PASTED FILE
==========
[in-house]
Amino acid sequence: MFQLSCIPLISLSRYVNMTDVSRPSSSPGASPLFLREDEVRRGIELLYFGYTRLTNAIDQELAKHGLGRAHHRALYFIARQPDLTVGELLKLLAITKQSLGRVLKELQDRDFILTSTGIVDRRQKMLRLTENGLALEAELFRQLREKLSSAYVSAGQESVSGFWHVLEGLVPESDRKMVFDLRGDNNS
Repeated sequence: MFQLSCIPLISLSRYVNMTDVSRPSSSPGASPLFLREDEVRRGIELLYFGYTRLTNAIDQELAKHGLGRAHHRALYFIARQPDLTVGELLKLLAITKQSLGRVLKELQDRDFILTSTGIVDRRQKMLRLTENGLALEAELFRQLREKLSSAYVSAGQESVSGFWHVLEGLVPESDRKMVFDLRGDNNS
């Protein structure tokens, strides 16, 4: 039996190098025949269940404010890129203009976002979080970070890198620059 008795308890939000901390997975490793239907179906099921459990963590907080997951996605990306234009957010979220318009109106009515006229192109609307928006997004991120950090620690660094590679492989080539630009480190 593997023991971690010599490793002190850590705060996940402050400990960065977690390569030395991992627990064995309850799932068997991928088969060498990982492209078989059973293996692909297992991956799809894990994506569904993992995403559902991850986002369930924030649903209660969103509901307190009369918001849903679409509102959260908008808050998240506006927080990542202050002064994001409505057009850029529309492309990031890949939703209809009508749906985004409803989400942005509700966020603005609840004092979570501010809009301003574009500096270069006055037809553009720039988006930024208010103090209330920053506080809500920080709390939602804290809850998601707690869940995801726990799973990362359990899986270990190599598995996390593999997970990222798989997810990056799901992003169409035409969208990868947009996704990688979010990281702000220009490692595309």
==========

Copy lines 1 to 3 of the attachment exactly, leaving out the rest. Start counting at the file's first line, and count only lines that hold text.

[in-house]
Amino acid sequence: MFQLSCIPLISLSRYVNMTDVSRPSSSPGASPLFLREDEVRRGIELLYFGYTRLTNAIDQELAKHGLGRAHHRALYFIARQPDLTVGELLKLLAITKQSLGRVLKELQDRDFILTSTGIVDRRQKMLRLTENGLALEAELFRQLREKLSSAYVSAGQESVSGFWHVLEGLVPESDRKMVFDLRGDNNS
Repeated sequence: MFQLSCIPLISLSRYVNMTDVSRPSSSPGASPLFLREDEVRRGIELLYFGYTRLTNAIDQELAKHGLGRAHHRALYFIARQPDLTVGELLKLLAITKQSLGRVLKELQDRDFILTSTGIVDRRQKMLRLTENGLALEAELFRQLREKLSSAYVSAGQESVSGFWHVLEGLVPESDRKMVFDLRGDNNS